The ribbon spins down and the party begins.
She stares at the setting sun to make it rise.
Her tank top helps her pretend she's strong.
Summer needs to enter the stage of snow.
Her soul is a bottle where she stores dreams.
All the clouds travel to earth in the winter.
The weight of the world is only winter.
The chickadee is the joy of winter.
Waiting listening watching-
senses strain against
Dark gives way to gray
enough to see
The woods stir slowly.
Chickadees speak, still sleepy.
Leaves rustle in the distance
alerting vigilant ears and eyes; inciting hope.
Scanning the ridge and shooting lanes, my eyes- then ears-
lock on rummaging squirrels.
Cold hands slip back into pockets;
it tries to snow.
Ravens complain back and forth.
then the rise of wind
through the trees.
Around eleven I walk to Dad’s stand.
Quiet talk and hot soup-
The afternoon is spent, back against an Ash, with cautious thoughts
comfortable enough to creep forward and linger in the peace of the woods.
I have not lived here long enough yet to make the miles between town seem any less than what they are but there's a chance they never do
I wonder this when I watch the cynical navy men and women slink from their houses between the trees when it's still dark, asking if I was a newbie, wondering if they were the reasons for the prolific "don't drink and drive in memory of:" signs posted along the the lithe road that twists between lakes and the far flung gas stations that cater to them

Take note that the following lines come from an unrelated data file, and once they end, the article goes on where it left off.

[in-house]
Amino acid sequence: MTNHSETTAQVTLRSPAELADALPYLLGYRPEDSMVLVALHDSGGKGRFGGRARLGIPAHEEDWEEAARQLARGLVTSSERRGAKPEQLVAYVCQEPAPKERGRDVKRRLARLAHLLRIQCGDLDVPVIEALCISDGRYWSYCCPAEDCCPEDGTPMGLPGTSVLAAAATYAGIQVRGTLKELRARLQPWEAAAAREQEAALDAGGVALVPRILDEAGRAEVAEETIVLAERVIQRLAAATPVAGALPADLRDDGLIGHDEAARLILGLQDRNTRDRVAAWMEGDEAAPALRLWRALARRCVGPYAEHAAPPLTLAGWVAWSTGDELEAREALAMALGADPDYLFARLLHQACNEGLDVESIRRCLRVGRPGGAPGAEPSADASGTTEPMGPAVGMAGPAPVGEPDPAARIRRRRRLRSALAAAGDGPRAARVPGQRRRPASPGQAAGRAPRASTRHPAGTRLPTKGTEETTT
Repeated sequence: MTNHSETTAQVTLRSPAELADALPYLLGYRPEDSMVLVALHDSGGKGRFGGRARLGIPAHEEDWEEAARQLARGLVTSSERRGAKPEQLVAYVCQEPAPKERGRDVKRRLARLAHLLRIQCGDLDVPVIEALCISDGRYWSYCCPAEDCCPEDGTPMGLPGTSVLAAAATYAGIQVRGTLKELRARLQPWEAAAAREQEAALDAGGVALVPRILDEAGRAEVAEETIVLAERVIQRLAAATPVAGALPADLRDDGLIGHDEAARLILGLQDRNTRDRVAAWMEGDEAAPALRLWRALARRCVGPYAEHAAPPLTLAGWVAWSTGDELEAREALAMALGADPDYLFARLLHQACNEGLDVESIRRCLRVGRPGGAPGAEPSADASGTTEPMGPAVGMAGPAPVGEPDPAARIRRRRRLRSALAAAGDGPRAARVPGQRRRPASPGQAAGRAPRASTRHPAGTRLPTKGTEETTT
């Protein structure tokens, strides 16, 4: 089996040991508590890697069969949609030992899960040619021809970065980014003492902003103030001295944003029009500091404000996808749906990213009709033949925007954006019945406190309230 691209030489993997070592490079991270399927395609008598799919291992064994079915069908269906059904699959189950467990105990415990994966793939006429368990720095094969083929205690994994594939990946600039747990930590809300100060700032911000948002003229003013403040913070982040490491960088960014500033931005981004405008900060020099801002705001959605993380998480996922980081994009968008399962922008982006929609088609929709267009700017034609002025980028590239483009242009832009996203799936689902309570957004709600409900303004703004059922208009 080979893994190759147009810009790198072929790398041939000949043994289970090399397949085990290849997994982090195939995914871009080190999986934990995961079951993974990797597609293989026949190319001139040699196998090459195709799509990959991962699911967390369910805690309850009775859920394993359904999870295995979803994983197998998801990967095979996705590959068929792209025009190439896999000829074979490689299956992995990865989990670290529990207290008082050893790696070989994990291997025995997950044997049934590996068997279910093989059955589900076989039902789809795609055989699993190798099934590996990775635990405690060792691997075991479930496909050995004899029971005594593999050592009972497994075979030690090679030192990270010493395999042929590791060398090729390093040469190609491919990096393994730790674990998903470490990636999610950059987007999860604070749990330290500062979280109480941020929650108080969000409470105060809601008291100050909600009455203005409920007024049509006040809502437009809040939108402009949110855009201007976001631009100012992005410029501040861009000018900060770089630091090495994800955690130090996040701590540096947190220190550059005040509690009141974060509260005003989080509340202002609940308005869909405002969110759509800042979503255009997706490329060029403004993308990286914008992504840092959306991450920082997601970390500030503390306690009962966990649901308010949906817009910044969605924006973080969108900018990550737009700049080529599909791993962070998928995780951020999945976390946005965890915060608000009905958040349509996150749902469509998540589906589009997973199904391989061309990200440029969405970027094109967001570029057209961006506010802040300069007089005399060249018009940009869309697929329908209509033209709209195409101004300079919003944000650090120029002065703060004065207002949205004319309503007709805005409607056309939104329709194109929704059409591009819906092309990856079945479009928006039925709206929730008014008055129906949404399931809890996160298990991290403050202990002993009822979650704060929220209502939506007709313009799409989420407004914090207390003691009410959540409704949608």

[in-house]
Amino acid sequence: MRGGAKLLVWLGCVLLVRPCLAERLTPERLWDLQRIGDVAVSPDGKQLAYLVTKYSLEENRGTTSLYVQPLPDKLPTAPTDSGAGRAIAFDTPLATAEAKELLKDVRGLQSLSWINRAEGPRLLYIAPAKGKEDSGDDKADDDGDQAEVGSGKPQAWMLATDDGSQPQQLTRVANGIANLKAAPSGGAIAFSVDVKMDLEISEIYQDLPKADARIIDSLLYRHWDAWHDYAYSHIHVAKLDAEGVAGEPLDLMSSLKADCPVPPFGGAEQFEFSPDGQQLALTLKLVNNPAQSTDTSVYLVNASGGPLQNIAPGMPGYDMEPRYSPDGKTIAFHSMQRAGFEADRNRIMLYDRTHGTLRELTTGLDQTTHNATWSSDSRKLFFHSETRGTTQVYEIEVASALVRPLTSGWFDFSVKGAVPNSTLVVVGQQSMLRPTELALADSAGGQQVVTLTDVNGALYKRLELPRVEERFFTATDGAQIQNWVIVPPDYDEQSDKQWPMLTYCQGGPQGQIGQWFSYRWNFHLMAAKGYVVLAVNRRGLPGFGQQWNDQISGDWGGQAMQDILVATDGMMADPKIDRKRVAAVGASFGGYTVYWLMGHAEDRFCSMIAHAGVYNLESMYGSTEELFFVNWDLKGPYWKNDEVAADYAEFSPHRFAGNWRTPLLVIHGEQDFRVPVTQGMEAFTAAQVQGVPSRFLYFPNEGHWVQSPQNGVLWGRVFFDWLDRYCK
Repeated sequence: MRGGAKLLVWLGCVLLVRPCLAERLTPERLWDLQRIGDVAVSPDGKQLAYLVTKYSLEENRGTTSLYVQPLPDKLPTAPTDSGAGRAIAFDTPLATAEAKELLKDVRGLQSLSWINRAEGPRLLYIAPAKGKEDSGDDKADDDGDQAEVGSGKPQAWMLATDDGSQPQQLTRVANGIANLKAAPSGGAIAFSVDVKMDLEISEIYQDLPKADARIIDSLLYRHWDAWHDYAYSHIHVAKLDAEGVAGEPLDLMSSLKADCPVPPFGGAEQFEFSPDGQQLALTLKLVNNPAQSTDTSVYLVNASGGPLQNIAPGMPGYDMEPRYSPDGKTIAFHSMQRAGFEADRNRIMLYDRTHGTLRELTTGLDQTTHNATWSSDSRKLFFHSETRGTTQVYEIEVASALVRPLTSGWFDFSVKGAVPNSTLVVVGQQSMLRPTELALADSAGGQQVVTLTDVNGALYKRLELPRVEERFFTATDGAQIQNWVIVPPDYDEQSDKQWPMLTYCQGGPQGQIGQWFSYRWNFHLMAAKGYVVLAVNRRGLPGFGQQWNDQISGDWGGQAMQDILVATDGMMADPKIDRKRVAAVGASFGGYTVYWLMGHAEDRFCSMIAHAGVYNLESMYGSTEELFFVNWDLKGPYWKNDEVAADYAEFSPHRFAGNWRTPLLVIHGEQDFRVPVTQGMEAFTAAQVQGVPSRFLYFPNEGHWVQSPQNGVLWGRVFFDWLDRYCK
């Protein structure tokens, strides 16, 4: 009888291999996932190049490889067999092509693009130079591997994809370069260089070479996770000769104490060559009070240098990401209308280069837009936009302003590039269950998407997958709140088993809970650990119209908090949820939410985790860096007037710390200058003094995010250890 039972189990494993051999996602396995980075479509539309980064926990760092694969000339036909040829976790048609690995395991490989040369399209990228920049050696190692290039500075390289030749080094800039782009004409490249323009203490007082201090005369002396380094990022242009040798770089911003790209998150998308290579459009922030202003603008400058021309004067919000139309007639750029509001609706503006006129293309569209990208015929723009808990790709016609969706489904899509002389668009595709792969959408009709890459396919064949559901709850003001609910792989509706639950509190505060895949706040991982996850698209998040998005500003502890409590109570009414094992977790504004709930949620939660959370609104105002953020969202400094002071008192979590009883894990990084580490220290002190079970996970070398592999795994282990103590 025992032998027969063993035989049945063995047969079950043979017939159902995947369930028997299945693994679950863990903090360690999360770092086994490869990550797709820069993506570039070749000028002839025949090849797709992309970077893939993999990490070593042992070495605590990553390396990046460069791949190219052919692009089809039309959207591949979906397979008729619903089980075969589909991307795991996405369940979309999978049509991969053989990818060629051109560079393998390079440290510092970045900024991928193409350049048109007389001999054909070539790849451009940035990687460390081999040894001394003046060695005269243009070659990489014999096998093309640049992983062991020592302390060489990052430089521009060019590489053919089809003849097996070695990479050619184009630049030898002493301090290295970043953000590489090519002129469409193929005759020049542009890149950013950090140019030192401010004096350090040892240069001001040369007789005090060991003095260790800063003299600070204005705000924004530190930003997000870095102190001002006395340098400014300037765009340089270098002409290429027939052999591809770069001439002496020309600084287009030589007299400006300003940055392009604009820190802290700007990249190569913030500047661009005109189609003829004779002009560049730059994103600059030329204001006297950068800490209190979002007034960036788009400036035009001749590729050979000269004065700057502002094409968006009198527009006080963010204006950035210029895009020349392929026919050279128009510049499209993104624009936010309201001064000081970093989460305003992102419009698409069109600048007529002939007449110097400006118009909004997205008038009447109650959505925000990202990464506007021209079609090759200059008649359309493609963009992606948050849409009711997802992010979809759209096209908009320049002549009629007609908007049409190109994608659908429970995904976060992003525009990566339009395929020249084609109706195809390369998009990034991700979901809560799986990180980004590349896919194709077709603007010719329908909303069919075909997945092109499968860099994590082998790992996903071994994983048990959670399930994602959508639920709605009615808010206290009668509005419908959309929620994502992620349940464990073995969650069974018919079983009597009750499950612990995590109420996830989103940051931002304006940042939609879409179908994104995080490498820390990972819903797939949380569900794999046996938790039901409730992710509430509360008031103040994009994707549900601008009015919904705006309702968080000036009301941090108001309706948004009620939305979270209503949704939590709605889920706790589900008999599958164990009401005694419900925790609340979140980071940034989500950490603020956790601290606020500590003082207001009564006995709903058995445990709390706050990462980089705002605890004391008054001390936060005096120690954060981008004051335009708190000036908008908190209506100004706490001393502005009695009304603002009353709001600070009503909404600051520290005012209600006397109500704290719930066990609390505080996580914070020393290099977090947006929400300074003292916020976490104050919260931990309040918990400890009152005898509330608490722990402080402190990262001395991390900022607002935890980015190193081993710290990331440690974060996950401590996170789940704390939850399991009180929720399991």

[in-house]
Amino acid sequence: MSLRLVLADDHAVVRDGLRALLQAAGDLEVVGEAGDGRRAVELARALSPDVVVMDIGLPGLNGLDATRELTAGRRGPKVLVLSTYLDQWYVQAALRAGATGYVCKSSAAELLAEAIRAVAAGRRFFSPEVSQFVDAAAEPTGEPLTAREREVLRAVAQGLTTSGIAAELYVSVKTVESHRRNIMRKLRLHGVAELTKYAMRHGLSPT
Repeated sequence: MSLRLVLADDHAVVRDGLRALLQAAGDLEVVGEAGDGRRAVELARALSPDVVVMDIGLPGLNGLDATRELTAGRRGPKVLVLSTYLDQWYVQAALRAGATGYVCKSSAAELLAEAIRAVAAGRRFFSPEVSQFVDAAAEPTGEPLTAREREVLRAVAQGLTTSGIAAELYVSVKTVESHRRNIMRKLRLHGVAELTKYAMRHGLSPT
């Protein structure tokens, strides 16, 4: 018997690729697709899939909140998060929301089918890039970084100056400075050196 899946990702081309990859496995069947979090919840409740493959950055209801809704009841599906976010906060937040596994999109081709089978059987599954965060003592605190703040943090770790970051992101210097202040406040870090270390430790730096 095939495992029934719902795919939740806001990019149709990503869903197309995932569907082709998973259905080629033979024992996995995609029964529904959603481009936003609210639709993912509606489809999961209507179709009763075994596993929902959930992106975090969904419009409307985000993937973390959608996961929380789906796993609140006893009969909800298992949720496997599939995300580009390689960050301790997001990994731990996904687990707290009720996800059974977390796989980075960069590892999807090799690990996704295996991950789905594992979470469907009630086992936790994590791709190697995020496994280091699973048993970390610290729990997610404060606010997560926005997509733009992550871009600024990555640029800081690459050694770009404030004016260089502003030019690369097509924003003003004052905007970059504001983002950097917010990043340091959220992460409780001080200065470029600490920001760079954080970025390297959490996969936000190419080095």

where the mountains peeking through in the west seem out of place, unsettling, like a secret relayed to the casual ear
I have not lived here long enough yet to have had that fortnight meeting on the lawn with thoughts of my return to the earth and a pair of nail clippers or to be able to dance with the creaks in the hardwood
And I'm still missing the droll herons that would loop from the north around the pines of my home on the hillside and land in a huff in the low tides amongst the gulls, I miss knowing, the path of the sun across seasons on my chambers floor and whether the chickadees here prefer the birches in the park or the tall broad leaves that stare at me from across the lake and the when of all things that move in the dull quiet
But Ive lived here long enough that the bruise on his neck hasnt faded and I wonder if we'll be over before that happens too
The race of the Spring is giving way
To the pace of the Summer,
More and more
Bees hover among the flowers, and
Young Chickadees are bigger now
Ripening like fruit on the vine,
Passing the test of hours
And in the lawn grass the Adder lies--
Still, stillness it must keep,
Wrapp'd by a hundred butterflies
Reds, oranges, blues, saffron, whites
All inextricably unique
Save when they rise,
Rising as they do like smoke when the serpent bites
The fang'd body uncoiled, vicious, sheer--
Nothing left in which to hide
Nothing more to make disguise
The Adder is bare before our eyes
The Adder is yielded to scrutinize!
See it before it flies! Spare yourself the surprise!